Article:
External environment illustration External environment theory

International trade

Internatioanl trade

For centuries Britain has been a country that relies on international trade. We purchase goods and services from other countries and in return we sell them goods and services produced here. An import is a purchase by UK citizens from overseas. An export is a sale by UK citizens to a member of another country.

Visible and invisible trade items

For the purpose of classification we call the tangible goods that we trade visible items. We call the services that we trade invisible items. Exports bring currency into the UK whereas imports lead to an outflow of currency.
The UK has always done well on her invisible account. This is because we developed a world-wide reputation for commercial services. Some of our major invisible earnings come from the following:

  • Selling insurance policies through Lloyd's.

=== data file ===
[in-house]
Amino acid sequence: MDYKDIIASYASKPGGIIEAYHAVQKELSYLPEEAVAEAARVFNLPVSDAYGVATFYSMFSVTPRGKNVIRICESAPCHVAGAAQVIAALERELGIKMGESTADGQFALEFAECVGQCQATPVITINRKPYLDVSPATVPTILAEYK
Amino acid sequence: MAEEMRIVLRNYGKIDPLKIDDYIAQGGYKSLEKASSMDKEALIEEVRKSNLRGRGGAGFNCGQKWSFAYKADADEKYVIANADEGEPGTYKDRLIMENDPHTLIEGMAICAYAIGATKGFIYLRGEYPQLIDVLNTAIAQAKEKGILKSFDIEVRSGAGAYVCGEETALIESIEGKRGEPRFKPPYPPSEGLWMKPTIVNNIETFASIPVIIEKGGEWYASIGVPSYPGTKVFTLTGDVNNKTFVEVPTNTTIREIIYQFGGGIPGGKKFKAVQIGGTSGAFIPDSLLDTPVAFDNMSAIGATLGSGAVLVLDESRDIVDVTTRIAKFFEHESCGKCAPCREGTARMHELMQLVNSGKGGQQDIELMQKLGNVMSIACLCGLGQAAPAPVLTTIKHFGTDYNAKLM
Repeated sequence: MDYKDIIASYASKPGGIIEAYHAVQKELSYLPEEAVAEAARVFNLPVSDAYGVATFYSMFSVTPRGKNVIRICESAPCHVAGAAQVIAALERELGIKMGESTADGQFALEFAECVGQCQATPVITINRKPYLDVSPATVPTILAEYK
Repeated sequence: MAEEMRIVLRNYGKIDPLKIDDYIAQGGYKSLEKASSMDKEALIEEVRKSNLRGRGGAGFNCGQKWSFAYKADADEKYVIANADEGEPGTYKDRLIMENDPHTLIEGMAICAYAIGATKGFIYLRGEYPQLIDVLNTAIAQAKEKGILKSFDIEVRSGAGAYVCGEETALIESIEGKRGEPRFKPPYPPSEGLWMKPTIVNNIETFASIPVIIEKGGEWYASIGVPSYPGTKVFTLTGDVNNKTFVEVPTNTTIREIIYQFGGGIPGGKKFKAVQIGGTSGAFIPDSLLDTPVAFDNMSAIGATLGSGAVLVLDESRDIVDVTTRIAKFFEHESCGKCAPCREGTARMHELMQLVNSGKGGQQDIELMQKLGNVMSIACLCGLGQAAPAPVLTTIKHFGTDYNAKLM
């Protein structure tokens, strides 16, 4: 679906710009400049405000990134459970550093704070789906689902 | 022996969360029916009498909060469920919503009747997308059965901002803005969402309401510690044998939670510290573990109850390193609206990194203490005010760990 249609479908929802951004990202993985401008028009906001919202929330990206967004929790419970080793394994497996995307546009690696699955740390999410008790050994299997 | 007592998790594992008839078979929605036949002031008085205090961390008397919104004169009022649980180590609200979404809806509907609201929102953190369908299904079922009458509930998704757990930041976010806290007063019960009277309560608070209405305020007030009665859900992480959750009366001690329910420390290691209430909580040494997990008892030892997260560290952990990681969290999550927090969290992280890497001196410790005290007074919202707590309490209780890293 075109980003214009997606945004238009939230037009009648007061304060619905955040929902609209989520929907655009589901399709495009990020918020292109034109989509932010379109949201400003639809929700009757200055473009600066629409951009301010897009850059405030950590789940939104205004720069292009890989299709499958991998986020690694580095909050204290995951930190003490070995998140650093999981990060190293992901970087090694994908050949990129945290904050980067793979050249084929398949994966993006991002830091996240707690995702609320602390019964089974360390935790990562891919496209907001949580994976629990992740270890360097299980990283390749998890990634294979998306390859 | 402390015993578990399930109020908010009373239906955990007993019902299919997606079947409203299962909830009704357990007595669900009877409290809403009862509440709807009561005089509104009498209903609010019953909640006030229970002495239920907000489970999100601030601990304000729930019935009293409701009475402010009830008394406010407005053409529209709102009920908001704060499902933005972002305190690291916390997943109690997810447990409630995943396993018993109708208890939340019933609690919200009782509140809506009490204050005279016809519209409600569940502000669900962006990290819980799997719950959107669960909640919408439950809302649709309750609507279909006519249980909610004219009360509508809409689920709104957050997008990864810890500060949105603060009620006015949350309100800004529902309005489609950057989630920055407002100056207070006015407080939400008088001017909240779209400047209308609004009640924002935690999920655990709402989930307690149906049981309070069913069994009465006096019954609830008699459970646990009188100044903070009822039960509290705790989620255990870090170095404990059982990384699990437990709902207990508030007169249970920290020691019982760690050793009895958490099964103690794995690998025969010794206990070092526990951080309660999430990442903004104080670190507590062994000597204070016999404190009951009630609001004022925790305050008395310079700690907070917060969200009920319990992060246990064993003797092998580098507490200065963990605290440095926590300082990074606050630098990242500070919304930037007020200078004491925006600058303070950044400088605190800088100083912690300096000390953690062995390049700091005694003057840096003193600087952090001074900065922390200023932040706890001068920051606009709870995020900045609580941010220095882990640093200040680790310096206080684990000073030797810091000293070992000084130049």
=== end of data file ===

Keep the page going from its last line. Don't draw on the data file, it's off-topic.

• Bank services to foreigners,
  • Tourists spending money in the UK.

On the news every month we hear that the UK has made a surplus on invisible trade showing that we have sold more invisible services than we have bought. The accounts for a particular month might show:
  • Invisible exports £100 billion
  • Invisible imports £80 billion
  • Invisible surplus £20 billion


At the same time the UK frequently makes a loss on her visible trade.
A typical current account showing the UK's trading with the rest of the world in a given period, may therefore look like the following:

The current account of the UK balance of payments gives a good guide to current trading in visibles and invisibles with the rest of the world.



Supporting Documents

These downloads will help to put external-environment theory into context using real world examples from real businesses.

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Meeting customers' needs
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Entering a new market with a new product
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Innovation in infant nutrition
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Find out how Cow & Gate used external-environment theory to succeed in the food & drink industry by downloading our premium case study.